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The successful test-flight of a flying car has put the spotlight on transport in the future.
Slovakia’s Klein Vision has tested its flying car between two cities for the first time, making a 35 minute air journey from Nitra to Bratislava, about 100 kilometres that normally takes one hour by road.
The AirCar prototype then folded its wings for a drive home by road.
Powered by a BMW-sourced petrol engine mated to a simple propeller, the machine is capable of flying at 190km/h at an altitude of 8220 feet.
Professor Stefan Klein says his creation can halve travel time.
“This flight starts a new era of dual transportation vehicles,” he says.
“It opens a new category of transportation and returns the freedom originally attributed to cars back to the individual.”
Dozens of companies are working on flying car alternatives.
Some, such as the Klein Vision AirCar are capable of driving on the road.
But increasingly strict crash safety and pollution laws make it are pushing rivals toward small personal aircraft that can be operated without runways, and possibly flown without a pilot’s licence.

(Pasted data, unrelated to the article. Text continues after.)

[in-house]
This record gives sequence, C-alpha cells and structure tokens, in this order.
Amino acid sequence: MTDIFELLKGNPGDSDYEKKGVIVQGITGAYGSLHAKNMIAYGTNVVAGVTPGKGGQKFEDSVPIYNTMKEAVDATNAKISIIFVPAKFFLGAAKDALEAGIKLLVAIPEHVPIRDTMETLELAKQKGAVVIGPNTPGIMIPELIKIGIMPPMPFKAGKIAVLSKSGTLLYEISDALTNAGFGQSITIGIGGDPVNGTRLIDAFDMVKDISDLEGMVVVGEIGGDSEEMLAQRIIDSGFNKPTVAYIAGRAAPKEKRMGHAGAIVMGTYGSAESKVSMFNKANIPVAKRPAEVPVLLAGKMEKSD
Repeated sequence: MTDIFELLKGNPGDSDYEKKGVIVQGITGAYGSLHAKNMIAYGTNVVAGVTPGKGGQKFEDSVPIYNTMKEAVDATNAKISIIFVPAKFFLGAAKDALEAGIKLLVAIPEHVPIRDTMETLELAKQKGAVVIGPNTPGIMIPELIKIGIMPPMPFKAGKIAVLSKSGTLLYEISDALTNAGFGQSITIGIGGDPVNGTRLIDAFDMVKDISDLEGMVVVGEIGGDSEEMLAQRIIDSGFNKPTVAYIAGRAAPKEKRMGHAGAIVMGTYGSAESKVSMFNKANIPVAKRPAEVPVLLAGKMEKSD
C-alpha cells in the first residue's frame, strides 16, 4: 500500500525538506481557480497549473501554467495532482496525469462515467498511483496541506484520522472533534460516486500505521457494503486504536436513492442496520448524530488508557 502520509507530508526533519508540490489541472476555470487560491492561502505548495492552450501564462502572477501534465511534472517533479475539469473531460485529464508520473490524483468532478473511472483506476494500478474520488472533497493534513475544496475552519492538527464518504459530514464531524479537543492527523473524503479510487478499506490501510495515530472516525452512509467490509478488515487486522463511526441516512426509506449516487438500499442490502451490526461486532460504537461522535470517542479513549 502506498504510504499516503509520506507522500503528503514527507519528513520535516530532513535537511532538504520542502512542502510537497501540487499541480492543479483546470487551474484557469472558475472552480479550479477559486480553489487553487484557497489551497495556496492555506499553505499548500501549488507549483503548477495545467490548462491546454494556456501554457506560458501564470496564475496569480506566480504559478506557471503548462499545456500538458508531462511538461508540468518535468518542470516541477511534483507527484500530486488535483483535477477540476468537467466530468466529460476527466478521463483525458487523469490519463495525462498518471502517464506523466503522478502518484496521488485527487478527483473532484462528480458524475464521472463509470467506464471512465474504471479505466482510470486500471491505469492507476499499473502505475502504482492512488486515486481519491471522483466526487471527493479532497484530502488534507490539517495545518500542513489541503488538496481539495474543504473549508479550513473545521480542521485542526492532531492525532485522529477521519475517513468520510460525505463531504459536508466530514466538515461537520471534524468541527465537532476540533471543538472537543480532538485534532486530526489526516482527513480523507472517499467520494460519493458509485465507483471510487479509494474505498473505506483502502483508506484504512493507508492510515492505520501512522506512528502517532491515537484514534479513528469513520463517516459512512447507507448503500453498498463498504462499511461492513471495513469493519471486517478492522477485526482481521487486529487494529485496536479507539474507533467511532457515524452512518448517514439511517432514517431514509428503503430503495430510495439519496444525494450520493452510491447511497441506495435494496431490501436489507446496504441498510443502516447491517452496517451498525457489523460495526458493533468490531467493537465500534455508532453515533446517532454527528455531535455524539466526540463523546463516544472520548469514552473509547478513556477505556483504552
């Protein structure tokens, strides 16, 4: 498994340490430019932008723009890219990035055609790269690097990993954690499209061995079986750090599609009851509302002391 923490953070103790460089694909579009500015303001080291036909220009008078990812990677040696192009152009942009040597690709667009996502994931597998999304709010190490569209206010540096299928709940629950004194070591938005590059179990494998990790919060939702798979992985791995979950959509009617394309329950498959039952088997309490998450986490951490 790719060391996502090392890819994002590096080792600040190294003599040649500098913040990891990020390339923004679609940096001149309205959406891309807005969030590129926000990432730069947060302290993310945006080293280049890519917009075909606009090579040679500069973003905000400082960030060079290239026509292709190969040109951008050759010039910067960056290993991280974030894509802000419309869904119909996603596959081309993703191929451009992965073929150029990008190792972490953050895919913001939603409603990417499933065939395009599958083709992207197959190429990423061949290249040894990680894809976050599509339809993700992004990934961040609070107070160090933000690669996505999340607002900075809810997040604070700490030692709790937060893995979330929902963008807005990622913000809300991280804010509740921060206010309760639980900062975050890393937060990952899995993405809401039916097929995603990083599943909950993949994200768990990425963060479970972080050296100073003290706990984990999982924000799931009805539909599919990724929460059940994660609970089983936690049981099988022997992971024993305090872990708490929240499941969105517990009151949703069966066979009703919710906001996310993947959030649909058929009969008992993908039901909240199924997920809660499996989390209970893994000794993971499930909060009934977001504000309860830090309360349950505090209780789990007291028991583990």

Australia’s Alauda Airspeeder has made headlines around the world with its vision for a flying alternative to Formula 1.
Its low-altitude Airspeeders that look like a cross between vintage grand prix machines and Star Wars pod racers.
A successful test of a smaller unmanned prototype in South Australia last month suggests the series could take off in the near future.
Automotive brands such as Hyundai and Aston Martin have expressed interest in flying cars and Mercedes has backed the Volocopter, a small aircraft that flies with the help of 18 electrically powered rotors.
Tech giants such as Uber have also investing in pilotless helicopter-like pods capable of shifting a small number of passengers from point to point.